Research in Vital Records: Births, Deaths & Marriages

Learn how to use vital records of birth, death and marriage to research your family history.
Getty / Kathryn8

Vital records—records of births, marriages and deaths—are kept in some form by the majority of countries around the world. Maintained by civil authorities, they are one of the best resources for helping you to build your family tree due to their:

  1. Completeness
    Vital records usually cover a large percentage of the population and include a wide variety of information for linking families.
  2. Reliability
    Because they are usually created close to the time of the event by someone with personal knowledge of the facts, and because most governments have measures in place to try and ensure their accuracy, vital records are a fairly reliable form of genealogical information.
  3. Availability 
    Because they are official documents, governments have made an effort to preserve vital records, with newer records being found in local government offices and older records residing in a variety of record repositories and archives.

Why a Vital Record May Not Exist

Many British and other European countries began keeping civil registrations of birth, death and marriage at the national level in the nineteenth century. Prior to that time these events can be found recorded in the registers of christenings, marriages and burials maintained by parish churches. Vital records in the United States are a little more complicated because the responsibility for registering vital events is left to the individual states. Some U.S. cities, such as New Orleans, Louisiana, were requiring registration as early as 1790, while some states did not begin until well into the 1900s (e.g. South Carolina in 1915). The scenario is much the same in Canada, where the responsibility of civil registration falls to the individual provinces and territories.

As we research in vital records, it is important to also recognize that in the early days of registration, not all births, marriages and deaths were reported. The compliance rate may have been as low as 50-60% in earlier years, depending upon the time and place. People living in rural areas often found it a real inconvenience to take a day from work to travel many miles to the local registrar. Some people were suspicious of the government's reasons for wanting such information and simply refused to register. Others may have registered the birth of one child, but not others. Civil registration of births, marriages and deaths is much more accepted today, however, with current rates of registration closer to 90-95%.

How to Find Vital Records

When searching for birth, marriage, death and divorce documents to build out a family tree, it is often easiest to start with our most recent ancestors. It may seem futile to request records when we already know the facts, but what we think is true may actually be an incorrect assumption. Vital records may also include little nuggets of information that will either corroborate our work or lead us in new directions. 

It may also be tempting to start a search for vital records with the birth record, but the death record may be a better choice. Because the death record is the most recent record available about an individual, it is often the most likely to be available. Death records are also often easier to obtain than other vital records, and older death records in many states can even be accessed online.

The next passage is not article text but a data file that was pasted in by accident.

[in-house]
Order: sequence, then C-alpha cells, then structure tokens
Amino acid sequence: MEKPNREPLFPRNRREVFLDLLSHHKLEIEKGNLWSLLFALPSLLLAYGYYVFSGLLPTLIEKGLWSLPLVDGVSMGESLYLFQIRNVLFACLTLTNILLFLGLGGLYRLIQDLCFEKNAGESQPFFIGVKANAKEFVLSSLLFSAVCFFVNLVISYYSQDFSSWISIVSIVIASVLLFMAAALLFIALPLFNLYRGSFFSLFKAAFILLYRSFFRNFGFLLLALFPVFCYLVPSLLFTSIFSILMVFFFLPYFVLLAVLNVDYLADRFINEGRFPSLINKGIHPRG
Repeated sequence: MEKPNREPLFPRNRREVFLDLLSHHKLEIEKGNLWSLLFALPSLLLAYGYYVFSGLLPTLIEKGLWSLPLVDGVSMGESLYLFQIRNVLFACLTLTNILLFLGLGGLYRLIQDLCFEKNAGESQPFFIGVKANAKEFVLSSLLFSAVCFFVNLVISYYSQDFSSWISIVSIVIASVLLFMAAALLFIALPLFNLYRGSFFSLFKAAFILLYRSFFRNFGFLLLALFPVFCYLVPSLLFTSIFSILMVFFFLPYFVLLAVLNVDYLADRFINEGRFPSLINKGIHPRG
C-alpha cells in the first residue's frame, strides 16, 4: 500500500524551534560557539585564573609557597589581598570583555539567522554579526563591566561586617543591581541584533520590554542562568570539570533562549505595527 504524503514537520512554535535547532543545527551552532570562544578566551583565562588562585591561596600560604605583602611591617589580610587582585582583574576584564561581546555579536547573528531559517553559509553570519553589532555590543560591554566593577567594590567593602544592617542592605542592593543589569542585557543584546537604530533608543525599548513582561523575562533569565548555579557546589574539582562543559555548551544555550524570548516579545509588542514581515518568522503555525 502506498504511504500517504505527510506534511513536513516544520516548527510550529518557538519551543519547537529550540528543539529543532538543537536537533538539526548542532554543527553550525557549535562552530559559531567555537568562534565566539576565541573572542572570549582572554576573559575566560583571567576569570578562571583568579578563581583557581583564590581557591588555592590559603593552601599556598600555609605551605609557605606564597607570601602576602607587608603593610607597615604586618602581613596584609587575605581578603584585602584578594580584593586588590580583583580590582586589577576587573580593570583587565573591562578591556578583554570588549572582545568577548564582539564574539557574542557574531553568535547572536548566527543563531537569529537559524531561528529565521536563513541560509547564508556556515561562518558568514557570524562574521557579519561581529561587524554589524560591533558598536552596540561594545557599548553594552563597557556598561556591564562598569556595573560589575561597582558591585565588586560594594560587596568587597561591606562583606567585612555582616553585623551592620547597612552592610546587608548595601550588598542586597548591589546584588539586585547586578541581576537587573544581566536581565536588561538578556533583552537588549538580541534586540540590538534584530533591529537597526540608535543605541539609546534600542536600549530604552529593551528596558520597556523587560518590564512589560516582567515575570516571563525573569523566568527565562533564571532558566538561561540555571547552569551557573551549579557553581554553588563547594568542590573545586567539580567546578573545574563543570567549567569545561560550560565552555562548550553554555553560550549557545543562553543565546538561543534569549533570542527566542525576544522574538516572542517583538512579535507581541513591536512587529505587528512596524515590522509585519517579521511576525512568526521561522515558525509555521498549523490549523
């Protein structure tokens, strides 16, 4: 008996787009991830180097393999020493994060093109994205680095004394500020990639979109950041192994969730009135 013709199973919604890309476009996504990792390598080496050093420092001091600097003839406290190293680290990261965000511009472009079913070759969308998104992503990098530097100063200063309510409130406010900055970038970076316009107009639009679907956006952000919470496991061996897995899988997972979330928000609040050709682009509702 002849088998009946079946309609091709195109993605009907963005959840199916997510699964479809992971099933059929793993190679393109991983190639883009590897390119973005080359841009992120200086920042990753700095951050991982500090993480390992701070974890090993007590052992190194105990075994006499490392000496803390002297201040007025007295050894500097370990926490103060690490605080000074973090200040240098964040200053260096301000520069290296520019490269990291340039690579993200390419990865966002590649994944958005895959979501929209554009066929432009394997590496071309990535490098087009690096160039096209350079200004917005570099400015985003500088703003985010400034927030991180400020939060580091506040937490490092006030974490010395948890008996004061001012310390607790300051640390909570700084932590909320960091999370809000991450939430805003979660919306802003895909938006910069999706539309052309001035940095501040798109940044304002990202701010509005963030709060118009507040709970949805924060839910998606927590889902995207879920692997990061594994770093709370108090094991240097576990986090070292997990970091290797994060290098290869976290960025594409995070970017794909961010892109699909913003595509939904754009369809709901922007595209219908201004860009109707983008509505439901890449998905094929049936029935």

Vital records, especially birth records, are protected by privacy laws in many areas. Laws pertaining to birth records are more stringent for a variety of reasons, including the fact that they can reveal illegitimacy or adoption, or are sometimes misused by criminals to establish a fraudulent identity. Access to these records may be restricted to the person named on the certificate and/or immediate family members. The time period for restriction may be as little as ten years after the date of the event, to as long as 120 years. Some governments will allow earlier access to birth records if the request is accompanied by a copy of the death certificate to prove that the individual is deceased. In some locations a signed declaration that you are a family member is enough proof, but most vital records offices will also require a photo ID. In France, they require complete documentation (birth, marriages and death records) proving your descent from the individual in question!

To begin your search for vital records you will need to know some basic information:

  • the full name of your ancestor
  • the approximate date of the event
  • the approximate location of the event

With your request you should also include:

  • your relationship to the individual named on the certificate
  • the purpose of your request
  • your full name, address and telephone number
  • your signature

With the burgeoning interest in genealogy, some vital records departments just do not have the staff to carry out extensive searches. They may require more exact information than what I have just mentioned in order to provide you with a certificate. It is well worth researching the specific requirements of the office you are contacting with your request before you waste your time and theirs. Fees and turn-around time to receive the certificates will also vary widely from location to location.

Tip! Be sure to note in your request that you want the long form (a full photocopy) rather than a short form (usually a transcription from the original record).

Where to Access Vital Records